Furthermore, it’s not for any part of media to seek the exit of a rival voice. That right remains – solely – with media audiences. There’s no point chiding former readers for seeking their news coverage elsewhere – on other social-media sites; that’s their prerogative. They’ll decide whose views best express their own; which media genuinely address their concerns. All media’s fate – rightly – is in their hands. And it will remain so.

In the case of the overseas-funded Rappler, it would seem it’s not been paying close enough attention to its ‘Mood Meter’ – a device by which it can track reader reaction to its stories when readers click to answer “How does this story make you feel?” Though less than precise as an analytical tool, it should provide a loose indictor to how its coverage is being received.

Certainly this was highly innovative and for it Rappler won the 2012 Bronze Medal for Brand Experience presented by the Internet Media Marketing Association of the Philippines. And rightly so; it was welcoming feedback from its readers; it was appearing to be listening to them. But, given the way those readers have been leaving Rappler, they clearly felt it hadn’t been.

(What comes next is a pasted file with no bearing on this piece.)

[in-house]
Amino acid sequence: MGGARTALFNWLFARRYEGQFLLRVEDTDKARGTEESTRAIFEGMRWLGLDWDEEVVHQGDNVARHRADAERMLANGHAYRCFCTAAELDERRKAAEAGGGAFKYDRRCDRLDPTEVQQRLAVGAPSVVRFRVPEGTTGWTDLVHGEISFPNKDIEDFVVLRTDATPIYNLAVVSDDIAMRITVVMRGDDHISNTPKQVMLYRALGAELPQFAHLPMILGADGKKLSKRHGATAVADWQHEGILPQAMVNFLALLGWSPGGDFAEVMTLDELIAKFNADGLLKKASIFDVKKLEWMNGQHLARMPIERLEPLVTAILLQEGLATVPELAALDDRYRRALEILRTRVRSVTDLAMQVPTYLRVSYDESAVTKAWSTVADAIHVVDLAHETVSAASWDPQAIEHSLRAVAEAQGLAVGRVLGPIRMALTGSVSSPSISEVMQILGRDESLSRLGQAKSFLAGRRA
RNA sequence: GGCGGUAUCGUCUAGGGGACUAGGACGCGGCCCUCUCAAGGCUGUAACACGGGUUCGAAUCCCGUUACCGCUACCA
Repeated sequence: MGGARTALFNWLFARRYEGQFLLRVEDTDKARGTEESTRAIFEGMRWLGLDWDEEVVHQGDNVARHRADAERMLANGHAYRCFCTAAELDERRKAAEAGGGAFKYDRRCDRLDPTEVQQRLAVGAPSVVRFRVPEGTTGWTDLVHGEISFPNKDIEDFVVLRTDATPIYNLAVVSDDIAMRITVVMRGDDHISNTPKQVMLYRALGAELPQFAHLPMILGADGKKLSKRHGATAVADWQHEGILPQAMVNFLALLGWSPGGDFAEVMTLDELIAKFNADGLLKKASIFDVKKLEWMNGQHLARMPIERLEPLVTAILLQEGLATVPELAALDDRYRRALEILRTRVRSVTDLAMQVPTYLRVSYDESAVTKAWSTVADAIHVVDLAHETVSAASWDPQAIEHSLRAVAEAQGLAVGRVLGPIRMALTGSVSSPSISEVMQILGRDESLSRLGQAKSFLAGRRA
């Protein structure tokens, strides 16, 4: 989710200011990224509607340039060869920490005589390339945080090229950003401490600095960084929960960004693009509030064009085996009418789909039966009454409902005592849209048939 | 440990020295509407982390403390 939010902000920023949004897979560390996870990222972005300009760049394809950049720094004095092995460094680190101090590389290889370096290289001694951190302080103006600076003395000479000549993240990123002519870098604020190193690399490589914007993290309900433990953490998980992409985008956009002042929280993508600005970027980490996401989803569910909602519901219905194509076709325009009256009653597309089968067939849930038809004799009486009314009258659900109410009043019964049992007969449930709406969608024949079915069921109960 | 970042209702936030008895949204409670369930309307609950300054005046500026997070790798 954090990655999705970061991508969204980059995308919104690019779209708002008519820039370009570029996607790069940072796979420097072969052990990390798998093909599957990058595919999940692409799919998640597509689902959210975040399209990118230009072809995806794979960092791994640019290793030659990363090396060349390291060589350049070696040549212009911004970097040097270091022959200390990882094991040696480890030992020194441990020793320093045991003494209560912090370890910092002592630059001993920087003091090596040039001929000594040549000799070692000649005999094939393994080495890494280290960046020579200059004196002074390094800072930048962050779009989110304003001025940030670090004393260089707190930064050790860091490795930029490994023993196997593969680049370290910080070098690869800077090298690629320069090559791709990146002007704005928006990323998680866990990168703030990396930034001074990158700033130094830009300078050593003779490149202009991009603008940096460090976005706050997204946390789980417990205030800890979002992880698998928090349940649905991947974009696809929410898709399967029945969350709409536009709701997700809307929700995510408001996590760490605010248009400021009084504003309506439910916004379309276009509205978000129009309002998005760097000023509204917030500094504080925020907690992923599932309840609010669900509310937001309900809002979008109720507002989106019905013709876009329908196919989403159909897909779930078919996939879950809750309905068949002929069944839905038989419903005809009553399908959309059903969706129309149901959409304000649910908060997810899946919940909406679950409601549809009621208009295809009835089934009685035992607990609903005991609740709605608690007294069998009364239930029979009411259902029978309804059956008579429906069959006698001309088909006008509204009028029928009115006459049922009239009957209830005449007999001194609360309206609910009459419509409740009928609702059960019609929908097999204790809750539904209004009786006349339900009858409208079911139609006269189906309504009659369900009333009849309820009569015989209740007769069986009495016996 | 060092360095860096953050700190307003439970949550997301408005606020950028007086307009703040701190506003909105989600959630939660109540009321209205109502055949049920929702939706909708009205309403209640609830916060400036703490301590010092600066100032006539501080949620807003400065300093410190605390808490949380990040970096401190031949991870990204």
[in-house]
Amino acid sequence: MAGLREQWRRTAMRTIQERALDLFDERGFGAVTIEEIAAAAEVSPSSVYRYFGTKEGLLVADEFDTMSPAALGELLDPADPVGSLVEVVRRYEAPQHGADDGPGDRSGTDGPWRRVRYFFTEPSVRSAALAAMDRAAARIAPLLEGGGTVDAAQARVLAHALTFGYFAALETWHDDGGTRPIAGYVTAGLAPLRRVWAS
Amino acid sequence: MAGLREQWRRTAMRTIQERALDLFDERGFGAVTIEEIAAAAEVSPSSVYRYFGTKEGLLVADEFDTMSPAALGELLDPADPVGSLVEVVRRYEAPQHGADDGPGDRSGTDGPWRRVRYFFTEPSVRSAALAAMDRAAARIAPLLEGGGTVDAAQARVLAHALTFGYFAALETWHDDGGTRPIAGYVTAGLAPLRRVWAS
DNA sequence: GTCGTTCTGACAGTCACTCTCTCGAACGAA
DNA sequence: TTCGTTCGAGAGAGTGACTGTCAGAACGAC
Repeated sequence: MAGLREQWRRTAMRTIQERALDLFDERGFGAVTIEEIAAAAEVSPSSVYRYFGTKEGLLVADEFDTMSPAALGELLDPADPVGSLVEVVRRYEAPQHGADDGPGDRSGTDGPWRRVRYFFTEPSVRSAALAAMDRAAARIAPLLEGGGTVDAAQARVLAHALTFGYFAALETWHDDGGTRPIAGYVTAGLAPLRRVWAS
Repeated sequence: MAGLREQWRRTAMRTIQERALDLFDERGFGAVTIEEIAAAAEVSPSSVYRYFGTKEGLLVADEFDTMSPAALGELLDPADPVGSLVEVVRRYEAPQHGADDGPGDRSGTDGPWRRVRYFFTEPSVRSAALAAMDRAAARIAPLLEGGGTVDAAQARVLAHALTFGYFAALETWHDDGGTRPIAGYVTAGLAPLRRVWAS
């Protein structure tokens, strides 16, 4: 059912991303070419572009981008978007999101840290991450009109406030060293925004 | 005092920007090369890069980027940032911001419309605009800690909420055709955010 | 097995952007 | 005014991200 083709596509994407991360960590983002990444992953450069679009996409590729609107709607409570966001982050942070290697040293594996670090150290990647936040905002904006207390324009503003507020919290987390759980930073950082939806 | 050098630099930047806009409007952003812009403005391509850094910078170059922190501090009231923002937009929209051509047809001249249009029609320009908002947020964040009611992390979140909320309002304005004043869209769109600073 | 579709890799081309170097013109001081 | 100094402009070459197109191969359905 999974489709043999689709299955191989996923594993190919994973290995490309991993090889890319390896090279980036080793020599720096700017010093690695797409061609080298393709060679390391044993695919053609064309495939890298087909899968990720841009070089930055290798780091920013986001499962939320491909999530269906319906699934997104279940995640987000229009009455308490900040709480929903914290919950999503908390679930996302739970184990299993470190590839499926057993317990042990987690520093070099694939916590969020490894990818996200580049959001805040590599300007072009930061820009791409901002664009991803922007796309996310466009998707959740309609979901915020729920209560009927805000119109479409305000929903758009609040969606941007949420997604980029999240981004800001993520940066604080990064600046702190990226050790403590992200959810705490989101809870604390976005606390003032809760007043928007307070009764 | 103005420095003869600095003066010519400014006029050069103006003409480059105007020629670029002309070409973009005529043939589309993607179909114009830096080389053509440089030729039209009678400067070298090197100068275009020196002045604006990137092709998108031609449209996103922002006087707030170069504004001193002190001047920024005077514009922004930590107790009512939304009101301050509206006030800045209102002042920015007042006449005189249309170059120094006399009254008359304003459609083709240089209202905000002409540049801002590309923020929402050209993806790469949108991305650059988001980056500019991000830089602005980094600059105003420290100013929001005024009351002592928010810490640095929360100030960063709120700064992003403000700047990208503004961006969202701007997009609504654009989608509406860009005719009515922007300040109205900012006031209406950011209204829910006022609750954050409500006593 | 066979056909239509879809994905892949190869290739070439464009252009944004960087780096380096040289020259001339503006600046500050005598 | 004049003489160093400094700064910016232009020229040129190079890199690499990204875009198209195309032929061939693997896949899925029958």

The Mood Meter had become like one of those great pieces of legislation – the 2012 Responsible Parenthood and Reproduction Health Act, for example – that look good on the statute books but have never properly been implemented or enforced. Decorative more than useful.

The readers are really not the problem – though they became so for Rappler back in October last year when, over a four-day period 33,000 followers left its Facebook site. But Rappler had been hemorrhaging follower for some time. On its main site, between July and December last year it lost 9.81% of them each month – 49.05% went offline there over that period, plunging Rappler’s total website traffic from just under 15 million to just over 7.5 million.

The October departures were in response to an article by the organisation’s founder and president, Maria Ressa, which attacked the popular pro-Duterte Facebook page of singer/dancer Mocha Uson. Her article claimed – among other things – that Mocha Uson “grew her Facebook page with sex advice and sessions in the bedroom with her all-girl band, the Mocha Girls”. Those remarks are pretty close to gutter journalism in our book and they had the inevitable effect.